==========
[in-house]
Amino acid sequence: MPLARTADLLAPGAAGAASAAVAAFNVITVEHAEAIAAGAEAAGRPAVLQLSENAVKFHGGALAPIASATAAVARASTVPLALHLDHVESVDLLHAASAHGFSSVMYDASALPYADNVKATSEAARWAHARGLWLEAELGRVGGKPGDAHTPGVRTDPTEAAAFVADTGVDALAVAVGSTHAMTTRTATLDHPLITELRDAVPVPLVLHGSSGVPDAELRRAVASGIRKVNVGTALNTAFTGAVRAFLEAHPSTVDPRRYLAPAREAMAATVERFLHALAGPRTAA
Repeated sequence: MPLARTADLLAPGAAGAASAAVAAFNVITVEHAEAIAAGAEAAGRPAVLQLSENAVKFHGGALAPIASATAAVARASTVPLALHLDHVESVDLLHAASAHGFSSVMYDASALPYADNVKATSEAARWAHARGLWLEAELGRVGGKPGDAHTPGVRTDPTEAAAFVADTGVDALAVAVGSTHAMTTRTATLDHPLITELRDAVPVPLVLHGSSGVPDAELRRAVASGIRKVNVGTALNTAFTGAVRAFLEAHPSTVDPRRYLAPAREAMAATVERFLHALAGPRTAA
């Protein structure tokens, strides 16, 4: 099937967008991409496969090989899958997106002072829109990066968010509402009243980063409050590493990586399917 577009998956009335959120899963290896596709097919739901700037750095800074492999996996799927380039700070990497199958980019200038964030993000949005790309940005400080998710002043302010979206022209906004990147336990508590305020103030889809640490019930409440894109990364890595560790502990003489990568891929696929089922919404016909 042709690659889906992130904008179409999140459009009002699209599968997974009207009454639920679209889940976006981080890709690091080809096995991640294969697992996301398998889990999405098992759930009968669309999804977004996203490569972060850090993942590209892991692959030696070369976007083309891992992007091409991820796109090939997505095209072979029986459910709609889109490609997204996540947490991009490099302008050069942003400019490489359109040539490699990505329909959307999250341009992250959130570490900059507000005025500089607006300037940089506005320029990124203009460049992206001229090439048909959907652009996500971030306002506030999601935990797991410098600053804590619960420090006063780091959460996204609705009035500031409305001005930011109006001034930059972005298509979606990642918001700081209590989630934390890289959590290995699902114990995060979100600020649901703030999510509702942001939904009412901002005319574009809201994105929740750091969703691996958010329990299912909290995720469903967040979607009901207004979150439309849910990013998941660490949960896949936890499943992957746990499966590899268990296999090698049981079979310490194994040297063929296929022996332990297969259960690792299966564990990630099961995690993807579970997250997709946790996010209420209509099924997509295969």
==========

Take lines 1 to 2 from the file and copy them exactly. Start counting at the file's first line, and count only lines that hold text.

[in-house]
Amino acid sequence: MPLARTADLLAPGAAGAASAAVAAFNVITVEHAEAIAAGAEAAGRPAVLQLSENAVKFHGGALAPIASATAAVARASTVPLALHLDHVESVDLLHAASAHGFSSVMYDASALPYADNVKATSEAARWAHARGLWLEAELGRVGGKPGDAHTPGVRTDPTEAAAFVADTGVDALAVAVGSTHAMTTRTATLDHPLITELRDAVPVPLVLHGSSGVPDAELRRAVASGIRKVNVGTALNTAFTGAVRAFLEAHPSTVDPRRYLAPAREAMAATVERFLHALAGPRTAA